Iowa Using $10M of COVID Aid to Pay State Police, Despite Budget Surplus of $700M

The Iowa state government, led by Republican Gov. Kim Reynolds, is using $10 million in federal coronavirus relief funds to pay police officers whose duties may not have been affected much by the pandemic, despite the state having a budget surplus of $700 million.

According to a state report, the money is being allocated to the Iowa Department of Public Safety to support employees "whose services were diverted to a substantially different use as a result of COVID-19."

But the spending has raised eyebrows amid reports that officers' duties have remained largely unchanged during the pandemic.

Department spokeswoman Debra McClung told the Associated Press (AP) that the funds will be used to pay salaries for roughly 550 state officers, which includes road troopers and criminal investigators.

McClung did not provide any information on how officer duties had been "diverted" due to the pandemic, and the AP noted that officers were still able to carry out routine services, such as enforcing traffic laws and investigating crimes.

In an email given to Newsweek, McClung cited a guidance by the U.S. Treasury Department which says that a "State, territorial, local, or Tribal government may presume that payroll costs for public health and public safety employees are payments for services substantially dedicated to mitigating or responding to the COVID-19 public health emergency."

McClung, however, did not provide Newsweek with specific examples of how the pandemic shifted officer duties to meet those qualifications.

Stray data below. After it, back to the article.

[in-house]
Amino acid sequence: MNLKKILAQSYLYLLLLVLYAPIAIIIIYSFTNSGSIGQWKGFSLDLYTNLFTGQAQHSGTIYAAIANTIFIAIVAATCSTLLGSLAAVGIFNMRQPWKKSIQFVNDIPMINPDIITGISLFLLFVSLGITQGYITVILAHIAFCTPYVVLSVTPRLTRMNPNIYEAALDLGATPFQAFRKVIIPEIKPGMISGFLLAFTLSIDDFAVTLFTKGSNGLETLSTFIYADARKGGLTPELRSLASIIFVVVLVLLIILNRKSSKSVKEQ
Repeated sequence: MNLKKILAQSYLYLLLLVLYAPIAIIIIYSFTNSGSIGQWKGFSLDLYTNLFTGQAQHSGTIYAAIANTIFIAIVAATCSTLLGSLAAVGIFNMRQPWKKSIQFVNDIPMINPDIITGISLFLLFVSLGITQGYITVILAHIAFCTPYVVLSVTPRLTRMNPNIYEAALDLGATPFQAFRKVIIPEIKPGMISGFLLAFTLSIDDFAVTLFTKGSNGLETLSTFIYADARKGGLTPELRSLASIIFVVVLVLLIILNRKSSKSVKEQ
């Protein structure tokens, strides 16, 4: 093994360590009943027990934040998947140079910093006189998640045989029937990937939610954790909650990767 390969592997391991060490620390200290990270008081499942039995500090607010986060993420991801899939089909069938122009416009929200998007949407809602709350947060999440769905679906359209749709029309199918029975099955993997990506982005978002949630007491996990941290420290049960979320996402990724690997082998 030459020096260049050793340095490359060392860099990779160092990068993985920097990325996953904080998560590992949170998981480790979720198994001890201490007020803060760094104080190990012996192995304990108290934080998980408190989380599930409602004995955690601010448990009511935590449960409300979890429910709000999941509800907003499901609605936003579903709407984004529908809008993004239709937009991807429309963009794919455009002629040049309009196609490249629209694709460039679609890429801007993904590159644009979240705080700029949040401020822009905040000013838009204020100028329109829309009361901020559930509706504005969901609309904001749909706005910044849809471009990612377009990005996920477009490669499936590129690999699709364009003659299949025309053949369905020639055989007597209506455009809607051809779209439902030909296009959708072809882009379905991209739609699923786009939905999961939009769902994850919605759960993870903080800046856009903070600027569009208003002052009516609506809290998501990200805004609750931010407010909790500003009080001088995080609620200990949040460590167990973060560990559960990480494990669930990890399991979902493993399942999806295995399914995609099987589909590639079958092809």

Newsweek reached out to Reynolds' office for additional comment but did not hear back in time for publication.

Kim Reynolds
The Iowa government is allocating $10 million in coronavirus relief to pay the salaries of police officers whose jobs may not have been affected much by the pandemic. In this photo, Iowa Gov. Kim Reynolds speaks at a campaign event on October 31 in Davenport. Mario Tama/Getty

This is not the first time Reynolds' administration has come under scrutiny for its use of coronavirus relief funds.

Reynolds had previously been criticized for using $21 million from the state's $1.25 billion relief fund to pay for an executive branch human resources and accounting software system, which had been planned before the pandemic began.

On Monday, Reynolds said she would return that money to be used for expenses that do qualify for relief, following a review by State Auditor Rob Sand which found the project did not qualify for the funds.

Despite this, the governor has made plans to use $16.9 million for a different software management system that also does not have direct ties to the coronavirus. The project aims to improve data management across state agencies, which a state report says will help "during another pandemic," the AP reported.

"At the end of the day, this is supposed to be about alleviating a crisis for Iowans and a lot of these uses aren't the best way to do that even if they might technically qualify," Sand told the AP on Tuesday.

Reynolds' office has defended its use of coronavirus relief, noting that hundreds of millions of dollars have been used to support businesses, farmers, communities and health-care providers that have been affected by the pandemic.

The office also reported that $490 million, or half of the state's funds, has gone to the Iowa's unemployment fund.

Reynolds has also been criticized for ignoring COVID warnings and recommendations made by health experts, including from the White House COVID-19 Task Force. On November 17, Reynolds issued a statewide mask mandate as cases continued to rise in Iowa.

According to a New York Times database, as of Tuesday afternoon, there have been at least 256,902 cases and 3,269 deaths in Iowa since the beginning of the pandemic.